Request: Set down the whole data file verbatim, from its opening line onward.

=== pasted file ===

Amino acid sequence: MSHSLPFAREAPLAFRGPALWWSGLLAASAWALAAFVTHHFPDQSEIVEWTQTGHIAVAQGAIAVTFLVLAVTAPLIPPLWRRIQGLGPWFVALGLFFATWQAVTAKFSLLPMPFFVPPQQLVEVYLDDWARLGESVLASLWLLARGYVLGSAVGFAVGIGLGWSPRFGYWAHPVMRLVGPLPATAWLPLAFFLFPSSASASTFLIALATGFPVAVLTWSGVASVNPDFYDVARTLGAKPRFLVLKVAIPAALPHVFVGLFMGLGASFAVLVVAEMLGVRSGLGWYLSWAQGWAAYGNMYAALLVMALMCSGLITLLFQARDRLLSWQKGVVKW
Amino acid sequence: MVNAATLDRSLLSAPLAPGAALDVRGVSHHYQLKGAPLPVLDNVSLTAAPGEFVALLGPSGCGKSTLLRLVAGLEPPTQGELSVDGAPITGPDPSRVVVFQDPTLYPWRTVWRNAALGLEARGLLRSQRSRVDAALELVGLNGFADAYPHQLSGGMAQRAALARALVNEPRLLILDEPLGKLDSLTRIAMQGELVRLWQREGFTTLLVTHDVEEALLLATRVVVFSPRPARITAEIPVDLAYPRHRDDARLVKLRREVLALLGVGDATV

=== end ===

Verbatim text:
Amino acid sequence: MSHSLPFAREAPLAFRGPALWWSGLLAASAWALAAFVTHHFPDQSEIVEWTQTGHIAVAQGAIAVTFLVLAVTAPLIPPLWRRIQGLGPWFVALGLFFATWQAVTAKFSLLPMPFFVPPQQLVEVYLDDWARLGESVLASLWLLARGYVLGSAVGFAVGIGLGWSPRFGYWAHPVMRLVGPLPATAWLPLAFFLFPSSASASTFLIALATGFPVAVLTWSGVASVNPDFYDVARTLGAKPRFLVLKVAIPAALPHVFVGLFMGLGASFAVLVVAEMLGVRSGLGWYLSWAQGWAAYGNMYAALLVMALMCSGLITLLFQARDRLLSWQKGVVKW
Amino acid sequence: MVNAATLDRSLLSAPLAPGAALDVRGVSHHYQLKGAPLPVLDNVSLTAAPGEFVALLGPSGCGKSTLLRLVAGLEPPTQGELSVDGAPITGPDPSRVVVFQDPTLYPWRTVWRNAALGLEARGLLRSQRSRVDAALELVGLNGFADAYPHQLSGGMAQRAALARALVNEPRLLILDEPLGKLDSLTRIAMQGELVRLWQREGFTTLLVTHDVEEALLLATRVVVFSPRPARITAEIPVDLAYPRHRDDARLVKLRREVLALLGVGDATV